Energy Efficiency Standards Ensures Savings for Green Buildings

Rising energy consumption has always been a cause of concern for the Malaysian government in the last few years. The appearances of green building constructions and developments confirm the need for more environmentally friendly buildings in the country – especially to conserve the high usage of energy and electricity in buildings for a modern country such as Malaysia.

In a previous report by the Energy Commission of Malaysia, the country has steadily increased its electricity usage by compound annual growth rate (CAGR) of 3.9% from 2005 – 2009. It is even more alarming to note that 78% of the electricity consumed was by Industrial and Commercial sectors for infrastructure operations in 2009.

Why Green Building in Malaysia?

One of the biggest advantages of constructing green buildings is the cost-saving benefits both in the short and longer term. Utilisation of recycled materials to construct the building immediately lowers your short term cost whilst putting in place longer term solution such as energy saving devices helps lower the longer term cost impact of building maintenance and repairs.

On top of the obvious cost-savings benefits, many construction and developers firm are also constructing greener; more sustainable building simply because of the market’s higher valuation on such properties. Both residential and commercial properties stand to gain a higher resale value since buyers are aware that maintenance cost in the longer term will be lower than non-sustainable developments.

The government’s incentive also proves to be effective in driving the development of green buildings in Malaysia. In 2009, the Ministry of Energy, Green Technology and Water published a guidebook on various incentives for developers and encouraging the industry to obtain Green Building Index (GBI) certification. Attractive incentives includes 100% tax exemption on any GBI qualifying expenses (QE) until 2014 and also stamp duty exemption for purchases incurred on such accredited GBI properties in Malaysia.

Realizing the cost savings potential of green buildings, many property developers in Malaysia are actively turning green to join the race. Corporation such as Teliti International has plans to build a 120,000 sq ft green datacentre whilst Faber Group Berhad will spearhead a pilot project to conduct energy audit at five local government hospitals in Malaysia for efficient energy usage.

Whilst qualifying for tax and stamp duty exemption may be a credible reason for adopting GBI; there are other longer term solutions for building cost management. Even if the organisation does not plan on adopting GBI, there are alternatives for cost reduction such as adopting a good energy management system that can help the organisation lower its overall long term maintenance and energy cost.

 

Developed by BSI, the BS EN 16001 Energy Management System (EnMS) standard has provided many organisations with the necessary framework to manage, monitor and react to its own energy consumption patterns. It allows management to plan for the reduction of energy usage thus saving costs from daily building maintenance and operations. The framework also helps to boost productivity of staff members by identifying critical points of energy wastage and affecting behavioural changes to effectively reduce energy consumption in the organisation.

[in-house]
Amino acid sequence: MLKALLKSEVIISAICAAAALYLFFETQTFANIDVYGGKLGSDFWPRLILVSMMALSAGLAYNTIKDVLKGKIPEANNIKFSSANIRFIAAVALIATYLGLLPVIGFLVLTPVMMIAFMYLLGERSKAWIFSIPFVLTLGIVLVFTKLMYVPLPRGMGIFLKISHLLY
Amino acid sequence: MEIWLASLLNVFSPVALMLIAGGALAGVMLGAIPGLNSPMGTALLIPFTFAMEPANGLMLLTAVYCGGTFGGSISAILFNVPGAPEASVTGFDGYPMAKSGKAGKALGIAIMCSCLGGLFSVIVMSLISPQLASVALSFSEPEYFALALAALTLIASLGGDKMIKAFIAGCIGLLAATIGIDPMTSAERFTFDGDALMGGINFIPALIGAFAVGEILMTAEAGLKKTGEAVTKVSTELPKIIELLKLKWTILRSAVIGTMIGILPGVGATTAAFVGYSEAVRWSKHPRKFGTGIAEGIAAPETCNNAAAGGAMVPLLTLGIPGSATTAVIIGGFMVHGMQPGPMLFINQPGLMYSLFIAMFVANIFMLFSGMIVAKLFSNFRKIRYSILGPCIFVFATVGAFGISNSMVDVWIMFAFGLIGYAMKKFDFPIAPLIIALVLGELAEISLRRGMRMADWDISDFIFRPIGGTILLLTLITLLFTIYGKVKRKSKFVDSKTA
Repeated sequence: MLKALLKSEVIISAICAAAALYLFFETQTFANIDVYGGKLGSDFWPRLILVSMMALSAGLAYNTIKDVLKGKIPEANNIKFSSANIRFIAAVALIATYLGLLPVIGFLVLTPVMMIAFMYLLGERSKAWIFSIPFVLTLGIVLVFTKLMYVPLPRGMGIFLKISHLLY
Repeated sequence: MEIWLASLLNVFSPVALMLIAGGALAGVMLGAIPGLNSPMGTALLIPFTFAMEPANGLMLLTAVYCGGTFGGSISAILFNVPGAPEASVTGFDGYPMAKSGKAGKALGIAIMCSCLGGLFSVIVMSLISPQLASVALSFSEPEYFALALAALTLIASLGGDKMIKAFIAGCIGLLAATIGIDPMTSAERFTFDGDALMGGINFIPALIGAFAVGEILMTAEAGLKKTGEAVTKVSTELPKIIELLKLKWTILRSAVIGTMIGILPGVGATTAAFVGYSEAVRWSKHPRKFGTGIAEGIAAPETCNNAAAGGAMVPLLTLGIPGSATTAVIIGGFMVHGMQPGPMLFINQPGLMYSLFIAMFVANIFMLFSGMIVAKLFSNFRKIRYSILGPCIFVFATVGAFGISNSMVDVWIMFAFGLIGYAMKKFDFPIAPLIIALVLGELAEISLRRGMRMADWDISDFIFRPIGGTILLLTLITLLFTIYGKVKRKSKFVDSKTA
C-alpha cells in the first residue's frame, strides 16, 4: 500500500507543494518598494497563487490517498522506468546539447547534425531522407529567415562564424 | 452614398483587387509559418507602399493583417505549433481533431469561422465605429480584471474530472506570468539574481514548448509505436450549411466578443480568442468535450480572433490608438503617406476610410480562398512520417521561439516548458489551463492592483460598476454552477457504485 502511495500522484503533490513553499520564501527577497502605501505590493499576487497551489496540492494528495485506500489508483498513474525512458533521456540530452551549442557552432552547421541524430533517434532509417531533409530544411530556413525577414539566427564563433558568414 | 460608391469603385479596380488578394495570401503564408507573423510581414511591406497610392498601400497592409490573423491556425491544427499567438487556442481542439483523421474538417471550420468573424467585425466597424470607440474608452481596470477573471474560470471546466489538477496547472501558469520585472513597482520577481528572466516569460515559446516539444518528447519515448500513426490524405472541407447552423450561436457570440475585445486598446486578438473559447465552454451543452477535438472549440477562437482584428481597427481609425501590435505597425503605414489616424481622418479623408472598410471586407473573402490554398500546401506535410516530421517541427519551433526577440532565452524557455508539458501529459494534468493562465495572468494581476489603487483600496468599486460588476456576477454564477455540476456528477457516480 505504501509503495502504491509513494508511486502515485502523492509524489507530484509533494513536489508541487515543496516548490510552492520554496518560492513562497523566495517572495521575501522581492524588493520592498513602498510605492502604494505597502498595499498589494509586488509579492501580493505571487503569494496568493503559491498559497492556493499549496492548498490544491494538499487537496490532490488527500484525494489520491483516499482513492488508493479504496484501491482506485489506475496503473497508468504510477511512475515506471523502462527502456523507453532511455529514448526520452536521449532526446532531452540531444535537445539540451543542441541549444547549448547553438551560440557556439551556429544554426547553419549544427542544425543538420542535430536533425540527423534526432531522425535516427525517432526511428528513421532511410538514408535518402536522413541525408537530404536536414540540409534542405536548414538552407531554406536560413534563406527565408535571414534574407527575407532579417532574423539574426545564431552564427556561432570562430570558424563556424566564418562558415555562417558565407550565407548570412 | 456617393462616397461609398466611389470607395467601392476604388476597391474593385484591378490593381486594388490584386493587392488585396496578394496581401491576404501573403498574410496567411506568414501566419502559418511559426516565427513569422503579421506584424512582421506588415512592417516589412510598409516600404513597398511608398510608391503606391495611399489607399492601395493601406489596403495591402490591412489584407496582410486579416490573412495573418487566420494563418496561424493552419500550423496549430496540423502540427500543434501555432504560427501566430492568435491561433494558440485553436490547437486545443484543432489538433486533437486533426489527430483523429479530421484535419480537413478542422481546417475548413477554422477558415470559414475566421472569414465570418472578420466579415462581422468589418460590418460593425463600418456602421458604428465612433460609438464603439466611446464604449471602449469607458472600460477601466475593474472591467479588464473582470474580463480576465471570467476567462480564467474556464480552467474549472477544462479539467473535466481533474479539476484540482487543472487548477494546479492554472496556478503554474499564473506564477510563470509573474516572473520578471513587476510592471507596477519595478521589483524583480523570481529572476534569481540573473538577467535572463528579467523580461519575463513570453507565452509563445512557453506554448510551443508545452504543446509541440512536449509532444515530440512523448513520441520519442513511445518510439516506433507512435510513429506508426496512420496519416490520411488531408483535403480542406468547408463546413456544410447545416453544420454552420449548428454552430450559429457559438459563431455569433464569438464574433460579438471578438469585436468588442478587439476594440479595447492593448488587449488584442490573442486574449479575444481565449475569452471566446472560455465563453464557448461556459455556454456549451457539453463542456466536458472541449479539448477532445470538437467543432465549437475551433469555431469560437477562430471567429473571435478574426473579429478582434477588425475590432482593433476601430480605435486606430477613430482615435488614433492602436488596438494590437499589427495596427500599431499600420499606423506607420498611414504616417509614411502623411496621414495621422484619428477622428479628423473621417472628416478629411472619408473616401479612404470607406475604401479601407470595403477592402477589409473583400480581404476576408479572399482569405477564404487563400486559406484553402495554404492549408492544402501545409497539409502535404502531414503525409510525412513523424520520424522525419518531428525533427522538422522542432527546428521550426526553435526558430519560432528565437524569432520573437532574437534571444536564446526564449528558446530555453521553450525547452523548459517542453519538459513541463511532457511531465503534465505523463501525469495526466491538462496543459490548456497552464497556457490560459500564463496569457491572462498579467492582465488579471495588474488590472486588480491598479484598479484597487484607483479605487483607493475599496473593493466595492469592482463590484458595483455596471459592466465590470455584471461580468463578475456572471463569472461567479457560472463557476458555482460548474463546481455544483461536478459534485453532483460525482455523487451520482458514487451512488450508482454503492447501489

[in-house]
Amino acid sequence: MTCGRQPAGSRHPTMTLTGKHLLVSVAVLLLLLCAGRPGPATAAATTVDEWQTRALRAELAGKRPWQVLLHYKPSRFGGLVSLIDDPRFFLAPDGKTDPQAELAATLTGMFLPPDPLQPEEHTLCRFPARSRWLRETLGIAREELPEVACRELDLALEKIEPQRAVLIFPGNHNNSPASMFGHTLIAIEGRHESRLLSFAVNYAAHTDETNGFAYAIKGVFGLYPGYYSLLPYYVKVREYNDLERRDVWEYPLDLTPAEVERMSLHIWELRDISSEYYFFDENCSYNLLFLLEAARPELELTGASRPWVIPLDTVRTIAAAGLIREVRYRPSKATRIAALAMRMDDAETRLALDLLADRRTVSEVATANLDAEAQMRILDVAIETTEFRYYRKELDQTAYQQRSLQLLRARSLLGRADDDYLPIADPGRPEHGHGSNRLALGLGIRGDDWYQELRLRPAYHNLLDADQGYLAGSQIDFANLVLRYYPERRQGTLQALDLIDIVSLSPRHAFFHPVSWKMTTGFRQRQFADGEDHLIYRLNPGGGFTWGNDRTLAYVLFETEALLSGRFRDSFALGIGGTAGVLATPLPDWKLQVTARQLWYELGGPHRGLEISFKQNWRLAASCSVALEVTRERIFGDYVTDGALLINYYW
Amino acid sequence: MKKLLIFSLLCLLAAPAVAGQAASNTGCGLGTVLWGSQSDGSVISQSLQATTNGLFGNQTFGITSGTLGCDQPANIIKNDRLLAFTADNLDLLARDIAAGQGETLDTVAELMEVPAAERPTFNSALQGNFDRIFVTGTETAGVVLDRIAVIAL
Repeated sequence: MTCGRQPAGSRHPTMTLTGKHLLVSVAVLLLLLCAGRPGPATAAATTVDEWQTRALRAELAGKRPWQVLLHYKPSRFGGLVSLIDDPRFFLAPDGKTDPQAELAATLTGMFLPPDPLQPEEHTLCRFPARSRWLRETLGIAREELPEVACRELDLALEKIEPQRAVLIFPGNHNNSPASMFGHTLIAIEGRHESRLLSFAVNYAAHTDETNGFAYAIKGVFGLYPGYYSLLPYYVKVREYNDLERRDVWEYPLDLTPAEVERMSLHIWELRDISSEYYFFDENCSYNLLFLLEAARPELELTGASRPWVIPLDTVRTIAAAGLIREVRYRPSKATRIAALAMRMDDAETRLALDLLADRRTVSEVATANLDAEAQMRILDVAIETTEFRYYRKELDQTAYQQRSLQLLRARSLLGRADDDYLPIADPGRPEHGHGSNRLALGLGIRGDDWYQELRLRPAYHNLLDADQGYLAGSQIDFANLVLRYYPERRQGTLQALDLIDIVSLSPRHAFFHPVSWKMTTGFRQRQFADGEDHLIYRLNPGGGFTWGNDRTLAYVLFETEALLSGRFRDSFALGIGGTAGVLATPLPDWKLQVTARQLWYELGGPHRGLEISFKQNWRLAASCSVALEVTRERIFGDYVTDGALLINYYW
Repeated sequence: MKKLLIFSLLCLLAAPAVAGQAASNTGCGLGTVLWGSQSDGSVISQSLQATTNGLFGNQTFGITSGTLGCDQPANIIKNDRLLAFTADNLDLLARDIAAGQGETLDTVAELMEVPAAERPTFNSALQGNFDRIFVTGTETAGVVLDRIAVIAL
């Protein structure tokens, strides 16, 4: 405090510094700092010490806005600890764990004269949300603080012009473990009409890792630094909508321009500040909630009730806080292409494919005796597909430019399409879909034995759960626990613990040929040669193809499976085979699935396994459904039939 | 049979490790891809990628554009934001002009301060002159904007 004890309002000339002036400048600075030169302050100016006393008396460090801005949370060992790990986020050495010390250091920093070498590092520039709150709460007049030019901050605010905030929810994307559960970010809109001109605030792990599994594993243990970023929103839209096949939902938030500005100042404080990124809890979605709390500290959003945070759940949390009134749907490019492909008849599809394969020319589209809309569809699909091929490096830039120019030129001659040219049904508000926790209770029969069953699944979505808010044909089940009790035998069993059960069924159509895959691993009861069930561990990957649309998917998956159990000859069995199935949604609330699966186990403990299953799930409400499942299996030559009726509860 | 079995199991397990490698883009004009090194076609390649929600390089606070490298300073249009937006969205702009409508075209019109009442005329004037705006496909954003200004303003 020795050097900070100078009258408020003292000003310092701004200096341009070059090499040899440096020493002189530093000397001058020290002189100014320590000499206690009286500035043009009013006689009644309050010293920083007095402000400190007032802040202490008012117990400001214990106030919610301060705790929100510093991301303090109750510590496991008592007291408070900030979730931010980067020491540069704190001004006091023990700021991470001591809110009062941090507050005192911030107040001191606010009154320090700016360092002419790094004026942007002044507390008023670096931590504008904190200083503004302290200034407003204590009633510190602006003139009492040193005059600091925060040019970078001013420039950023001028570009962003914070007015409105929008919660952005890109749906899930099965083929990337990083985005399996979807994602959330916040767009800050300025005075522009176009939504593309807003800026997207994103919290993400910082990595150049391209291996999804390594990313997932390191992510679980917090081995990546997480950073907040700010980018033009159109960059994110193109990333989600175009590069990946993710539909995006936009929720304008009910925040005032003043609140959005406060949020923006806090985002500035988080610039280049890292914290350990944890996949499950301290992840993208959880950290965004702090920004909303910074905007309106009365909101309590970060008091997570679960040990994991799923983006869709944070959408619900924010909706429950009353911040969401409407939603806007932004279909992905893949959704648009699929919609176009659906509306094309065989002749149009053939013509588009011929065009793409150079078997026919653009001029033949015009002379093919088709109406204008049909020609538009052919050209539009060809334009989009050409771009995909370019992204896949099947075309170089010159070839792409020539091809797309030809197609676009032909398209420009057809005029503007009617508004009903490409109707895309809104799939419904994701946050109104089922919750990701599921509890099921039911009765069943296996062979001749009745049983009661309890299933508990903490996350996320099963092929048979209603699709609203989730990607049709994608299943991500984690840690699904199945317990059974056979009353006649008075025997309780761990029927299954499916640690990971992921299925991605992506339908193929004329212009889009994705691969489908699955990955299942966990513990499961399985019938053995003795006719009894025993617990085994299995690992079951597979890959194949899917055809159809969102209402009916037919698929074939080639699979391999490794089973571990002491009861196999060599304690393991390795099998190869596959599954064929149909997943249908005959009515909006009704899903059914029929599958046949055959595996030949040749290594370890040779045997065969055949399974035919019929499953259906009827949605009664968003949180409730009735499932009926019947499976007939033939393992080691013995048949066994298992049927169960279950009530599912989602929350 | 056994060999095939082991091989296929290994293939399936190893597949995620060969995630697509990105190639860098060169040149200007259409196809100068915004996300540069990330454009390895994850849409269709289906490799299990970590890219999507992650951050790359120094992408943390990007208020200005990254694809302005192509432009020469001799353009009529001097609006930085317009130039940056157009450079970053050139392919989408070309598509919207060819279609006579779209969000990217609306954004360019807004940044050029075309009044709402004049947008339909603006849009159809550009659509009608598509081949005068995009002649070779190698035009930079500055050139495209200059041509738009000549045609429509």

SAVING Cost with a Good Energy Management System

However, the real value of the BS EN 16001 EnMS standard is not only in the implementation of the framework but rather on the certification to the standard. Certifying against BS EN 16001 EnMS induces
critical self-assessment upon the organisation management through periodic auditing to constantly evaluate and monitor the energy consumption of the organisation. BSI Group auditors are qualified to  organise annual audit sessions to ensure that the organisation is not merely complying to a minimum standard for energy reduction but pushing beyond to save more by being efficient with their energy consumption through a formal ‘plan, do, act and check’ cycle.

The recent launch of a new energy management standard by the International Standards Organisation (ISO) also provides organisations with a further option. Experts from the BSI Group were actively involved in the formulation of the ISO 50001 Energy Management System standard which is planned to supersede the BS EN 16001 EnMS by 2012 as the international standard for energy management.

While green-friendly devices can help reduce energy wastage and unnecessary consumption; it is often people and entrenched practices that prevent optimal energy usage. After all, a green building is only just another building if not for those whom chooses to go green in their everyday practice. BSI Group’s BS EN 16001 EnMS and the recently launched ISO 50001 EnMS standards offer a formalised energy policy management framework to help ensure that green buildings are not only built green but continue to be operated in an environmentally friendly manner.

This article is republished with permission from our Knowledge Partner, BSI.

Energy Efficiency – Best Practices and Frameworks

Energy Efficiency (EE) encompasses all changes that result in a reduction in the energy used for a given energy service (heating, lighting…) or level of activity. This reduction in the energy consumption is not necessarily associated to technical changes, since it can also result from a better organization and management or improved economic efficiency in the sector (e.g. overall gains of productivity).